Maternal mortality rate in Texas highest in industrialized world – study
A study from Maryland-based researchers found that Texas not only has the highest maternal mortality rate in the US, but in much of the industrial world. With an estimated 35.8 deaths per 100,000 births in 2014, Texas’ rate of mothers dying during or as a result of childbirth is comparable to Mexico (38 per 100,000), Uzbekistan (36 per 100,000) and Egypt (33 per 100,000), according to the World Bank.
In fact, this is the highest rate in Texas since 1976, when it was 20 per 100,000, according to the Texas State Department of Health.
Maternal mortality reflects both deaths during childbirth as well as what happens after childbirth. This means that health issues related to postpartum depression, infection or hypertension are included. However, the report included deaths from up to a year after birth, which then allowed other issues, such as homicide, to be factored in.
This women’s health crisis is amplified by the fact that the study found the causes of death were largely preventable. Dr. Lisa Hollier of Texas' Maternal Mortality and Morbidity Task Force told NPR that the three leading causes were heart problems or cardiac arrest, overdose of prescription drugs and in third were hypertensive disorders of pregnancy, including preeclampsia and eclampsia.
Hollier noted that there were many common factors among women who died of heart complications, such as “obesity, high blood pressure, diabetes, cesarean delivery and late prenatal care.”
Postpartum depression is an issue rarely discussed in the US, particularly before the famous Andrea Yates murder of her six children that was believed to be the result of a postpartum-induced psychosis.
Whether it is the reason for prescription drug overdoses, the second highest cause of maternal mortality cannot be guaranteed, but Dr. George Saade, a professor of women and children’s services at the University of Texas, told RT, “Death from suicide, overdose could be related to postpartum depression, certainly.”
In a separate study, the Maternal Mortality and Morbidity Task Force found that 5.3 percent of these deaths were caused by suicide. Task force members noted that they found several cases where social workers or caregivers would have identified warning signs of impending mental health issues, the Texas Tribune reported.
Nancy Sheppard, a task force member, told Mother Jones: "A lot of time the drugs are being used to self-medicate because [mothers] cannot get mental health treatment."
But why are women dying in Texas? Saade pointed out that there is little consistency in reporting maternal deaths between different states.
“It’s clear that maternal mortality is going up every year all over the United States, not just Texas,” Saade said.
Race also seems to impact the rate of mortality. Black women are disproportionately affected by maternal mortality. The study found that while they account for 11.4 percent of births in Texas, they make up 28.8 of pregnancy-related deaths.
"The disparity in the rates for African American women is incredibly important and not widely recognized," Hollier told Mother Jones.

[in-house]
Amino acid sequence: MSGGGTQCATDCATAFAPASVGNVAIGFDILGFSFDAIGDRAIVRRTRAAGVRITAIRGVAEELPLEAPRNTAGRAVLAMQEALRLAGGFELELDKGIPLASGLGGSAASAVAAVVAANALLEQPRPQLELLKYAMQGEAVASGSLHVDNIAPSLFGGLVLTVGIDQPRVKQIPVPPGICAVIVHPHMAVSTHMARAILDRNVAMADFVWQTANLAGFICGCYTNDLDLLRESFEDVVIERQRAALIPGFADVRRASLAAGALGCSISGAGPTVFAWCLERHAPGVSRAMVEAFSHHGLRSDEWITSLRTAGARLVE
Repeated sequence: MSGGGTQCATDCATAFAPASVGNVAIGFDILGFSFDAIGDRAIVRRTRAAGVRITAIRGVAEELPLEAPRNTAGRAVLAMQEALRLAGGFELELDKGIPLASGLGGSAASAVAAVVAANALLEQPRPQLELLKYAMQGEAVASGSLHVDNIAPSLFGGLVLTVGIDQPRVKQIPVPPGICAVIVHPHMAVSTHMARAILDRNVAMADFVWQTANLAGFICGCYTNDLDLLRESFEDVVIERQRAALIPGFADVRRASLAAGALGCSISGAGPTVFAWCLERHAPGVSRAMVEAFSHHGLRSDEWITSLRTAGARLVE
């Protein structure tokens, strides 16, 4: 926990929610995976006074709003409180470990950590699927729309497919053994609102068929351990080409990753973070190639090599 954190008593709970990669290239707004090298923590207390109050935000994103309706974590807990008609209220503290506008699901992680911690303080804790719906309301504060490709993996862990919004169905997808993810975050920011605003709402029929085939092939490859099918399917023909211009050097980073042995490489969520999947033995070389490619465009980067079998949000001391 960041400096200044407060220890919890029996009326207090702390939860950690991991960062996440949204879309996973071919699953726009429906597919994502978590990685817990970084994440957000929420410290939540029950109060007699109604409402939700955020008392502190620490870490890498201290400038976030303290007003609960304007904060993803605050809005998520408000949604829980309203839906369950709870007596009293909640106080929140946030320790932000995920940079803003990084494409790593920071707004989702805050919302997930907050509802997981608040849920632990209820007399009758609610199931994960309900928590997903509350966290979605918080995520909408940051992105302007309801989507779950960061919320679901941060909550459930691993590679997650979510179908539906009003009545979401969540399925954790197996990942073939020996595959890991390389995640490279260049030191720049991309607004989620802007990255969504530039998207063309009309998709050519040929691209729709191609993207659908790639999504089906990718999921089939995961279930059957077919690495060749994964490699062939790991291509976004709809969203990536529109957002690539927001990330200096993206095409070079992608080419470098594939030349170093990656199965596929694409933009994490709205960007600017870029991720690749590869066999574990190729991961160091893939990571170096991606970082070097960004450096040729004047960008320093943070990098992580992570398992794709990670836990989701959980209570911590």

Latinas represent almost half of those giving birth in Texas and made up 30.8 percent of maternal deaths.
These rates reflect a lot of difficult issues in Texas. The study found that the majority of deaths occur six or more weeks after delivery. Over 400,000 mothers use Medicaid for their birth related needs, but the benefits for mothers expire after 60 days, meaning that women’s access to healthcare grows increasingly limited.
Texas has rejected Medicaid expansions from Obamacare, despite being home to the largest number of uninsured people.
"If a person had been in regular care, maybe those cardiovascular [problems] would have been identified.” June Hanke, a member of the task force, told Mother Jones. "If you need medication, can you really afford it? Do you even know your blood pressure is high?"
Another point is that in 2011, the Texas State Legislature cut $73.6 million from the family planning budget and forced family planning clinics to reduce their patient services by half. It is during this time that the study noticed an uptick in maternal mortality, from about 18.6 deaths per 100,000 births in 2010 to about 33 deaths per 100,000 births in 2012.
Some analysts question the connection between the loss of funding for healthcare targeted to low-income women, because the rate had already been on the rise prior to the cuts. But the study noted that the increase was strange "in the absence of war, natural disaster, or severe economic upheaval."
In addition, Roe vs. Wade was decided in 1973, which made abortion legal. From 1969 until 1973, the rate of maternal deaths was at about 30 per 100,000. After 1973, the rate did not exceed 20 percent until 2004, when the study reported the maternal mortality rate to be 20.3 per 100,000.
Saade summed it up, saying: “We have to change the way we practice and take care of women and not just drop everything the woman delivers. We have to continue taking care of women after delivery even after the traditional six weeks postpartum and get them in the best shape and best health.”
However, it remains to be seen whether Texas will rise to the occasion.
The Heidi Group received $1.6 million in state funding from the Healthy Texas Women program, despite it being a group with no medical experience led by pro-life activist Carol Everett, who also has no medical experience and claimed that emergency birth control is “destructive to a woman’s reproductive system,” the Nation reported.